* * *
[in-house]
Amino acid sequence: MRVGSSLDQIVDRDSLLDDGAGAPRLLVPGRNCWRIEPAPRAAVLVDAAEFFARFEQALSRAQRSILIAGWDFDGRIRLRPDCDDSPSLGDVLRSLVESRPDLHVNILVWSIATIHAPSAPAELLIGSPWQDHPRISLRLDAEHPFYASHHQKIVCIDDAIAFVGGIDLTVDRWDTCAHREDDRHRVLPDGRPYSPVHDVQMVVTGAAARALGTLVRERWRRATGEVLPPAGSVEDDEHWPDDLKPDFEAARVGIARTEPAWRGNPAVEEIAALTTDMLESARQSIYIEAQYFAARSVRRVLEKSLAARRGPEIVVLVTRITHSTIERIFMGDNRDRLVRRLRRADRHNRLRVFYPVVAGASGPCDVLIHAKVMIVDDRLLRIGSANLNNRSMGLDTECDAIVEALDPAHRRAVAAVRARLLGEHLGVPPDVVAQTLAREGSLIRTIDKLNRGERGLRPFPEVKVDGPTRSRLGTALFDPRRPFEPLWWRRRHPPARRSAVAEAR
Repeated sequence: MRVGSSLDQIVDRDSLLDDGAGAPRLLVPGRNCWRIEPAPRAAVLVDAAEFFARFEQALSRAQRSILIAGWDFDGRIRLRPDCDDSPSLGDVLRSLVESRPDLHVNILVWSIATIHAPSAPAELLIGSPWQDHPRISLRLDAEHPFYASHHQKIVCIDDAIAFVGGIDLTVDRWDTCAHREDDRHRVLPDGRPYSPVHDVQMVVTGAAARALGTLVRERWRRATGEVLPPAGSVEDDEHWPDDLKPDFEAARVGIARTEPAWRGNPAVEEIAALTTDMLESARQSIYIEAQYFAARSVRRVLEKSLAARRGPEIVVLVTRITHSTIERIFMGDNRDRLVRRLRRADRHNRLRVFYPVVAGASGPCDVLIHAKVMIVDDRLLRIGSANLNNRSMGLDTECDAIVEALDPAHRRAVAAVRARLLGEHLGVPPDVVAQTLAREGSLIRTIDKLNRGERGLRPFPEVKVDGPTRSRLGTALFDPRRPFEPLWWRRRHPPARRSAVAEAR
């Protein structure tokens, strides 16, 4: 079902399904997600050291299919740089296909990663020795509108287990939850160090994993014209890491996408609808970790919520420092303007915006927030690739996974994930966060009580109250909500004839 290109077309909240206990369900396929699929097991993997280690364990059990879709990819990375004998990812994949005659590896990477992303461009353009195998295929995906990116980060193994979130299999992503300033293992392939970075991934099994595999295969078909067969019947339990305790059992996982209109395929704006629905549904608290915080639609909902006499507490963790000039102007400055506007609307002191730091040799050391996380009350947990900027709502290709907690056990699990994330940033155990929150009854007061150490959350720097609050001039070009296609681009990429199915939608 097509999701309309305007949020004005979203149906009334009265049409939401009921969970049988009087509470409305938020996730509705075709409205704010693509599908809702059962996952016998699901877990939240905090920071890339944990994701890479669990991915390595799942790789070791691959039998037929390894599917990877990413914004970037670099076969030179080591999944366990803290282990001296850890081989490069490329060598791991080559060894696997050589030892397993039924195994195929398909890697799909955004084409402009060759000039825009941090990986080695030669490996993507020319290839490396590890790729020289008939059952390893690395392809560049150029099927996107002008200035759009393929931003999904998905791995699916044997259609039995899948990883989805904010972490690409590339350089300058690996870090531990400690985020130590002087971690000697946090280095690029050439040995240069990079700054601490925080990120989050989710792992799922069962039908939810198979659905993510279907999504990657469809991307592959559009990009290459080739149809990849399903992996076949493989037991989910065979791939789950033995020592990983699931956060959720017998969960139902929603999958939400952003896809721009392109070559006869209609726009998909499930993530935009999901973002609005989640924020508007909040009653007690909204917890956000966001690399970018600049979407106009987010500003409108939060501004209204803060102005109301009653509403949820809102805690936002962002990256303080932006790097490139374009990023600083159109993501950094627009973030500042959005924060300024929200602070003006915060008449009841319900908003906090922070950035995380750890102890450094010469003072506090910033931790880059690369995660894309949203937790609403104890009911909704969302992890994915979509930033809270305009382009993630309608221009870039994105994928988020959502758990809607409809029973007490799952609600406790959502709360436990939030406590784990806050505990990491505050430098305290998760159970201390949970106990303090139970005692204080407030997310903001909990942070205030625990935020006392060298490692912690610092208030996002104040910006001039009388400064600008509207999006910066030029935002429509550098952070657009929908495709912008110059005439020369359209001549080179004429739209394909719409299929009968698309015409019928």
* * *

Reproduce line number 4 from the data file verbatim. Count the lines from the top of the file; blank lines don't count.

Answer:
């Protein structure tokens, strides 16, 4: 079902399904997600050291299919740089296909990663020795509108287990939850160090994993014209890491996408609808970790919520420092303007915006927030690739996974994930966060009580109250909500004839 290109077309909240206990369900396929699929097991993997280690364990059990879709990819990375004998990812994949005659590896990477992303461009353009195998295929995906990116980060193994979130299999992503300033293992392939970075991934099994595999295969078909067969019947339990305790059992996982209109395929704006629905549904608290915080639609909902006499507490963790000039102007400055506007609307002191730091040799050391996380009350947990900027709502290709907690056990699990994330940033155990929150009854007061150490959350720097609050001039070009296609681009990429199915939608 097509999701309309305007949020004005979203149906009334009265049409939401009921969970049988009087509470409305938020996730509705075709409205704010693509599908809702059962996952016998699901877990939240905090920071890339944990994701890479669990991915390595799942790789070791691959039998037929390894599917990877990413914004970037670099076969030179080591999944366990803290282990001296850890081989490069490329060598791991080559060894696997050589030892397993039924195994195929398909890697799909955004084409402009060759000039825009941090990986080695030669490996993507020319290839490396590890790729020289008939059952390893690395392809560049150029099927996107002008200035759009393929931003999904998905791995699916044997259609039995899948990883989805904010972490690409590339350089300058690996870090531990400690985020130590002087971690000697946090280095690029050439040995240069990079700054601490925080990120989050989710792992799922069962039908939810198979659905993510279907999504990657469809991307592959559009990009290459080739149809990849399903992996076949493989037991989910065979791939789950033995020592990983699931956060959720017998969960139902929603999958939400952003896809721009392109070559006869209609726009998909499930993530935009999901973002609005989640924020508007909040009653007690909204917890956000966001690399970018600049979407106009987010500003409108939060501004209204803060102005109301009653509403949820809102805690936002962002990256303080932006790097490139374009990023600083159109993501950094627009973030500042959005924060300024929200602070003006915060008449009841319900908003906090922070950035995380750890102890450094010469003072506090910033931790880059690369995660894309949203937790609403104890009911909704969302992890994915979509930033809270305009382009993630309608221009870039994105994928988020959502758990809607409809029973007490799952609600406790959502709360436990939030406590784990806050505990990491505050430098305290998760159970201390949970106990303090139970005692204080407030997310903001909990942070205030625990935020006392060298490692912690610092208030996002104040910006001039009388400064600008509207999006910066030029935002429509550098952070657009929908495709912008110059005439020369359209001549080179004429739209394909719409299929009968698309015409019928």